Generals consider bringing Prince Harry home as media embargo is broken

Generals are considering whether to pull Prince Harry out of Afghanistan after details of his secret deployment were broadcast around the world.

The head of the Army, General Sir Richard Dannatt, must decide whether to implement emergency plans to extract the third in line to the throne after the breakdown of a news blackout deal struck to preserve his safety.

The 23-year-old Household Cavalry officer has spent the past 10 weeks living his lifelong dream of serving on the frontline, fighting the Taliban in Helmand province.

But US political blog the Drudge Report revealed broke the news yesterday which had been under a voluntary embargo agreed by all UK newspapers and broadcasters.

The Ministry of Defence has held several meetings with senior editors over the last three months to organise the black-out, which has been observed.

Under the agreement, interview footage and images were to be made available to all media at the end of his 14 week tour – but the MoD’s hand has been forced and some of the material appears to have been released early.

Sir Richard Dannatt, the chief of the general staff and head of the army said: “I am very disappointed that foreign websites have decided to run this story without consulting us . This is in stark contrast to the hightly responsible attitude of the whole of the UK print and broadcast media.”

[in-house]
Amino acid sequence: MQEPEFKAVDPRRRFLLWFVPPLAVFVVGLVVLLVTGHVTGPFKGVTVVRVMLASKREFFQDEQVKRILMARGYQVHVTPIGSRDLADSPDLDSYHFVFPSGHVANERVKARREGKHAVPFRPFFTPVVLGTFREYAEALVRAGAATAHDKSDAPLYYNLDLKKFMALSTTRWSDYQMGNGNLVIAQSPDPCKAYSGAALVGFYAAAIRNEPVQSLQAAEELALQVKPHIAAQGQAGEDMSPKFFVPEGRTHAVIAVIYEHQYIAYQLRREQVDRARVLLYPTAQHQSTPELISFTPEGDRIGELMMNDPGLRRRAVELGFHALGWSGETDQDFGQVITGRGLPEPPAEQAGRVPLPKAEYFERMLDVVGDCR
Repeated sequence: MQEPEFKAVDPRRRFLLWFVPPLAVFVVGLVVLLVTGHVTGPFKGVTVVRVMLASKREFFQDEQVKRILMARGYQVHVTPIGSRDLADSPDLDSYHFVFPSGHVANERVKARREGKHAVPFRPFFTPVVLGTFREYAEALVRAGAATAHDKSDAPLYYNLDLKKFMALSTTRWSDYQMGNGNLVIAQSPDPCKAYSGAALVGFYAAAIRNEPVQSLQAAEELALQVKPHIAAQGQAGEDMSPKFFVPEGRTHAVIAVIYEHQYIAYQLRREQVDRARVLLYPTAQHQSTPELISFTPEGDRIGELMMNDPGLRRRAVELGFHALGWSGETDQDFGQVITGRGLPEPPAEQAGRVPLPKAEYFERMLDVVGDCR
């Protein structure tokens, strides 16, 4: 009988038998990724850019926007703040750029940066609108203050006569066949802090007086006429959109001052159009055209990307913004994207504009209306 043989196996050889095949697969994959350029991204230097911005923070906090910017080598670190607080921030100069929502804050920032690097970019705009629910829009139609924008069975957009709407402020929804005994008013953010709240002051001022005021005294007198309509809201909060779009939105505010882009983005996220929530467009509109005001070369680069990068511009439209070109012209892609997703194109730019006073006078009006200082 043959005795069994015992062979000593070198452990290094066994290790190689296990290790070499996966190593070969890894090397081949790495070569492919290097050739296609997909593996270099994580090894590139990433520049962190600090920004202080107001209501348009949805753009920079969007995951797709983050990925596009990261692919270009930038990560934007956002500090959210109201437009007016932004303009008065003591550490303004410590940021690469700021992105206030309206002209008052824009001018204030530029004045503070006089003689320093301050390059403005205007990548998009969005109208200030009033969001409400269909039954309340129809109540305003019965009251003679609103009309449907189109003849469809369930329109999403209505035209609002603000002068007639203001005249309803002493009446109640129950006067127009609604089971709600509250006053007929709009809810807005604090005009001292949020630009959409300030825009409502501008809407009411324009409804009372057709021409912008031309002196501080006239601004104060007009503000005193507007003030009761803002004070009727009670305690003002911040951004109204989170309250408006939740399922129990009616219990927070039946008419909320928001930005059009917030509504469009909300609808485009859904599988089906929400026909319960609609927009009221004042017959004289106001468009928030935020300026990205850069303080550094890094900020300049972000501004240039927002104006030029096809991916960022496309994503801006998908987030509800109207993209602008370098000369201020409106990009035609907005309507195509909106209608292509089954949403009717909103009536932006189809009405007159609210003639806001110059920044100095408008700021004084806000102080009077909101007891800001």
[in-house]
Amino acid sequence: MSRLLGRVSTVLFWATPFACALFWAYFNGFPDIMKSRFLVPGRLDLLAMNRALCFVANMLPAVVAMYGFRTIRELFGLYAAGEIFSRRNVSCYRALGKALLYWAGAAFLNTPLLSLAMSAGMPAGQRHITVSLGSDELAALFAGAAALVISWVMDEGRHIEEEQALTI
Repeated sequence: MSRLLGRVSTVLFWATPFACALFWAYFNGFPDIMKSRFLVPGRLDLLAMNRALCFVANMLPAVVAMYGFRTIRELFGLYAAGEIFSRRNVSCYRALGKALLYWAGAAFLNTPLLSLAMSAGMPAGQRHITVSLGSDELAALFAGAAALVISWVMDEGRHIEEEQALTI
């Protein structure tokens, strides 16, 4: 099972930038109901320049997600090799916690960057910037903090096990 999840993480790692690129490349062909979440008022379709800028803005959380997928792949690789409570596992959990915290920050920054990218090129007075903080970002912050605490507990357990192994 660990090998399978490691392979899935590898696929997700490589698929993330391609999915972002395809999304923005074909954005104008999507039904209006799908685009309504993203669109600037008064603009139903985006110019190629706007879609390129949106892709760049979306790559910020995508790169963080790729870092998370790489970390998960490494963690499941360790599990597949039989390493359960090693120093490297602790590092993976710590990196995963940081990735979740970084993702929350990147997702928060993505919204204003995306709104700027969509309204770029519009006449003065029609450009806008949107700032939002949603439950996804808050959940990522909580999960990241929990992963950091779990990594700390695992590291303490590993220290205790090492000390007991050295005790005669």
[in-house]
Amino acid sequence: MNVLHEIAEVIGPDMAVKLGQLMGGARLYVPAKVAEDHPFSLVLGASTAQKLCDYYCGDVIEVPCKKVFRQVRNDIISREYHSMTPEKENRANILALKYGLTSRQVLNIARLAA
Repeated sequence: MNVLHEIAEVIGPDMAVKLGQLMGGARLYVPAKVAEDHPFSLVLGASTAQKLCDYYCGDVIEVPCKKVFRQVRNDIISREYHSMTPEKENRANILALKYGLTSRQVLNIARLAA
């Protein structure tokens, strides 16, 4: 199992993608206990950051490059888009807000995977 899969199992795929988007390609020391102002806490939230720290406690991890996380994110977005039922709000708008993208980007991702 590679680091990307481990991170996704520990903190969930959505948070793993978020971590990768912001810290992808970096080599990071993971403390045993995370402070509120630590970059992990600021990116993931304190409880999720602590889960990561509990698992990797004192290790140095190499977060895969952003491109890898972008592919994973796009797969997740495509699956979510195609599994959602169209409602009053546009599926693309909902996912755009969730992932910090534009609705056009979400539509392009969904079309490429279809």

The website of Australian women’s magazine New Idea first ran the story on 7 January and German tabloid Bild has been running the story as an unconfirmed rumour.

Working as a battlefield air controller and Spartan light tank commander, he was able to operate within sight of enemy positions – at one point living just 500 metres from the Taliban frontline trenches.

During a posting to Garmsir, the southern-most part of the province under allied control, he was able to go on patrol and mix with locals who had no idea he was a senior member of the Royal Family.

His work as a ‘JTAC'(Joint Terminal Attack Controller) involved carrying out detailed aerial surveillance behind Taliban lines and even calling in bomb strikes on confirmed enemy bunker positions.

Harry considered leaving the Army last Spring after news of his planned deployment to Iraq forced Sir Richard Dannatt, the head of the army, to intervene to stop his trip over fears for his and his comrades’ safety.

But he was given fresh hope by the chance to retrain as a JTAC – also known as a Forward Air Controller (FAC) – in order to go to Afghanistan as part of a battlegroup centred on his own regiment the Household Cavalry.

Dannatt said: ‘Now that the story is in the public domain, the Chief of Defence Staff and I will take advice from the operational commanders about whether his deployment can continue.’

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